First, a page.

Nystrom will give a presentation on his research, called “Change of Plans: Blueprint technology and the evolution of engineering practice.” The advent of blueprinting technology in the late years of the 19th century gradually changed the organization, presentation, and use of visual information in the late 19th and early 20th century American industrial enterprise.  Blueprints helped consolidate authority in the space of the engineering office and in the hands of upper management, enabling them to exercise greater control over work at a greater distance from the office, and changed the labor of engineering work.  This change was gradual and uneven, as managers and engineers figured out how to use blueprinting to their advantage, reorganize their practices to accommodate the limitations of the new technology, and increase efficiencies in administration.  Nystrom will sketch the broad contours of changes wrought by blueprinting technology, including the gradual transformation of engineering spaces, practices, and labor, by drawing on examples and artifacts from the Keweenaw and elsewhere.

Nystrom is an assistant professor of history at the Rochester Institute of Technology in Rochester New York. He is working on a book manuscript about the history of underground mapping and modeling in the American mining industry.

The presentation is sponsored by the Michigan Tech Archives and the Friends of the Van Pelt Library. Since 1998, the Michigan Tech Archives Travel Grant has helped scholars advance their research by supporting travel to the manuscript collections at the Archives. The program is intended to encourage research using the Archives’ lesser known collections or promote new methodological approaches to well-known collections. From a competitive field of applicants, the grant committee selected four scholars this year whose research typifies the spirit of the grant program. They join the ranks of twenty-two past recipients in this most recent round of awards.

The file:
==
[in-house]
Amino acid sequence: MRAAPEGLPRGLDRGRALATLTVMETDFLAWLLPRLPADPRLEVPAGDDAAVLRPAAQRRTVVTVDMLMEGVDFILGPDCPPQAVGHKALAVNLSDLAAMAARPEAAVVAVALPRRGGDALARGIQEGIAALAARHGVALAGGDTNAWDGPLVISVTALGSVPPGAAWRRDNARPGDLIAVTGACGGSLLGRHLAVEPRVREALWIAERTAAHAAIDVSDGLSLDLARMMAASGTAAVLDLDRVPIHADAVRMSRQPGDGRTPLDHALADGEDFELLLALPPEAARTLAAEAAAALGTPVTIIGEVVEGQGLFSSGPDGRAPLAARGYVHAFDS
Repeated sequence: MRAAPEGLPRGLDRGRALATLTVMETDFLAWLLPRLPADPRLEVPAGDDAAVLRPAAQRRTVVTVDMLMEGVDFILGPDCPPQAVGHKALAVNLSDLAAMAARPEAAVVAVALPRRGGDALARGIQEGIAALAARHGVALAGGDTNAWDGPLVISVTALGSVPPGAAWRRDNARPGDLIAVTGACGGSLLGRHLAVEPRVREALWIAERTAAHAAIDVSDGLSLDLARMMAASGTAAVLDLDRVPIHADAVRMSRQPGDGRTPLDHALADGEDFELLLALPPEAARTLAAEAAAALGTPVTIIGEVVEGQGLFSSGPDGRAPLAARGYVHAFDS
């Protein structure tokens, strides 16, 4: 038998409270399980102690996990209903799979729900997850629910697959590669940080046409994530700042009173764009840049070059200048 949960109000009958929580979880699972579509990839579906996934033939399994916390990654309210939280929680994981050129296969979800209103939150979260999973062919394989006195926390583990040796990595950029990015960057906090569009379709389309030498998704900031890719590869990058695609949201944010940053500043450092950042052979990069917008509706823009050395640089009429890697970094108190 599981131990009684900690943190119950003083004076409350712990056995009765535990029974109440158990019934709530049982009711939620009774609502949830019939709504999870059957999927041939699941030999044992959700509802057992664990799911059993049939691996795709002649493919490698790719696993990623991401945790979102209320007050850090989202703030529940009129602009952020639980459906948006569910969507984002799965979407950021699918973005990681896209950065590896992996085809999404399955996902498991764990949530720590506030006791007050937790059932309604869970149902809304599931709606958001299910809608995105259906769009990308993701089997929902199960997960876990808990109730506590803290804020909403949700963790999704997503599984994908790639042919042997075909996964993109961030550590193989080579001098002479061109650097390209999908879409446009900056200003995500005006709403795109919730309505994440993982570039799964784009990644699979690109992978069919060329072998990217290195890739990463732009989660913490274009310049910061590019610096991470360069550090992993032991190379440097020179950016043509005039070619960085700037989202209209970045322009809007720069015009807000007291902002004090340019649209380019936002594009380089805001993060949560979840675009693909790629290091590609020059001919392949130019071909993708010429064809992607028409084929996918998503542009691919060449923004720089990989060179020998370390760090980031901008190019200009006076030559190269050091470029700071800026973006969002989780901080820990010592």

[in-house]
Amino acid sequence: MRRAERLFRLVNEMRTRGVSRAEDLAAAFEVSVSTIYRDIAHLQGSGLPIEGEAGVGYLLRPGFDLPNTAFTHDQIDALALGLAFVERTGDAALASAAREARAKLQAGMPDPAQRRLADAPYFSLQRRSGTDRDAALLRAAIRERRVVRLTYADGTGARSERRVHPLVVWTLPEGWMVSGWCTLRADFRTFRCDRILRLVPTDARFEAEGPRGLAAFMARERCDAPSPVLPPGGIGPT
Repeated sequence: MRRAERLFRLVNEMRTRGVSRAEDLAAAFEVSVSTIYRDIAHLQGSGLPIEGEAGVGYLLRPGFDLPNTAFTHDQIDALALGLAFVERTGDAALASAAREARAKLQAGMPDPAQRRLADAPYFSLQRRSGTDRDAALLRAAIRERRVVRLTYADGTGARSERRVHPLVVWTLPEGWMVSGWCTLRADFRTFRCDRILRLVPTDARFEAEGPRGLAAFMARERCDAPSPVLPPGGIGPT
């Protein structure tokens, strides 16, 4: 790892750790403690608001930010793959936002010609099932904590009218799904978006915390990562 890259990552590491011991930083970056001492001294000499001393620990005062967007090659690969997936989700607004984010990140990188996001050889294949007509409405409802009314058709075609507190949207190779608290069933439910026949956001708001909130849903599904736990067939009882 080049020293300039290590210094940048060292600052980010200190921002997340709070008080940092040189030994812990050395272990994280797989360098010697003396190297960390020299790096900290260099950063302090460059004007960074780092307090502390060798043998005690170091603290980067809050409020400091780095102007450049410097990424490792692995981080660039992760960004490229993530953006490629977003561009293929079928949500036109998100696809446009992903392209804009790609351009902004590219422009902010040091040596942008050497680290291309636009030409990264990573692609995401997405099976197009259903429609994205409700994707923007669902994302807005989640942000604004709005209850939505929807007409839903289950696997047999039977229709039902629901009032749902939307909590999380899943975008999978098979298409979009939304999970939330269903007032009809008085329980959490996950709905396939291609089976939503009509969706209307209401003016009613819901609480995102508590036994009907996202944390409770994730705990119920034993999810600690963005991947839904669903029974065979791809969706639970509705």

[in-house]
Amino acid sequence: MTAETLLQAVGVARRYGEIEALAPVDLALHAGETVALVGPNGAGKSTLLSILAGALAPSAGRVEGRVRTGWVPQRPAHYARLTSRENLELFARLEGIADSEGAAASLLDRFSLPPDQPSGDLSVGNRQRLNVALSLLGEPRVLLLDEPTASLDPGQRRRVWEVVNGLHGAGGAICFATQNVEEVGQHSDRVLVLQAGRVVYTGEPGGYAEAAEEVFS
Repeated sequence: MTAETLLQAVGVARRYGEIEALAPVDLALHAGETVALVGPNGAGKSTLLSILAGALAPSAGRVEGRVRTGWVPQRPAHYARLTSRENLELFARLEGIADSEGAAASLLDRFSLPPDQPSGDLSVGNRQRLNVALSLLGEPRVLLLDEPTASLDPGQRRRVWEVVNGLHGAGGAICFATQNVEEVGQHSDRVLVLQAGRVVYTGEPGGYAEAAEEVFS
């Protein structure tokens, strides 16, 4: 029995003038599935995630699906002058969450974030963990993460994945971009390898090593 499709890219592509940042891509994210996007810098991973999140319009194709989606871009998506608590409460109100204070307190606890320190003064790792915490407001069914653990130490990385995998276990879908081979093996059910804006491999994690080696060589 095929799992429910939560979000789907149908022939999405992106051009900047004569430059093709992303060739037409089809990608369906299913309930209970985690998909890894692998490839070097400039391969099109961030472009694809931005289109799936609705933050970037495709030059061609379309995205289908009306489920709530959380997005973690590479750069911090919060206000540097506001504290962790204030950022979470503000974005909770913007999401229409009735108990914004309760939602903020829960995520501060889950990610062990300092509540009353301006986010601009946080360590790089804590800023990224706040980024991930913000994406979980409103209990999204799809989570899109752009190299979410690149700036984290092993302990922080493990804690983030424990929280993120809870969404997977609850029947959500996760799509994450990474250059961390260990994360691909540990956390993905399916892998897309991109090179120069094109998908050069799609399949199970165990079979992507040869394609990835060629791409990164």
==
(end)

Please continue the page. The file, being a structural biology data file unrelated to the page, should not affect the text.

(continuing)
For more information on the July 13th presentation, call the Michigan Tech Archives at 487-2505.


Eagle Harbor is next stop for Archives Exhibit

Eagle Harbor Lighthouse. Photograph by J.W. Nara, Image # Nara 42-220.
Eagle Harbor Lighthouse. Photograph by J.W. Nara, Image # Nara 42-220.

People, Place and Time: Michigan’s Copper Country Through the Lens of J.W. Nara, a traveling exhibit created by the Michigan Tech Archives, will visit the Keweenaw County Historical Society in Eagle Harbor. The exhibit, which will be installed in the Society’s Fishing Museum building, explores the life and times of Calumet photographer J.W. Nara and is open to the public through July 10 through August 14 during the museum’s regular hours.  

On Sunday, July 11, the Society will host a public reception and program at 2:00 p.m.  in conjunction with the exhibit installation. Erik Nordberg from the Michigan Tech Archives will provide introductory comments about the life and photography of J.W. Nara.

John William Nara was born in Finland in 1874. He later immigrated to the United States and established a photographic studio in Calumet, Michigan, in the heart of America’s most productive copper mining region. In addition to posed studio portraits, J. W. Nara’s lens also captured the people, place, and time he experienced in Michigan’s Keweenaw Peninsula. Copper mining and industry are an important part of the story, but Nara also captured the Keweenaw’s rural landscape, including local farms, shorelines, lighthouses, and pastoral back roads.

The travelling exhibit, funded in part by descendants Robert and Ruth Nara of Bootjack Michigan, works from historical photographs held at the Michigan Tech Archives. Interpretive panels highlight the people, places, and times that J.W. Nara experienced during his lifetime and include material on urban life, farming, and the 1913 Michigan copper miners’ strike. A small exhibit catalog is available at no charge and includes three Nara photograph postcards from the collection.

The J.W. Nara exhibit will remain on display at the Keweenaw County Historical Society  through August 14.  More informaton about the exhibit is available here, including details on hosting the exhibit at your location.  J.W. Nara photographs are online as part of the Keweenaw Digital Archives — now at 9,000 images and still growing!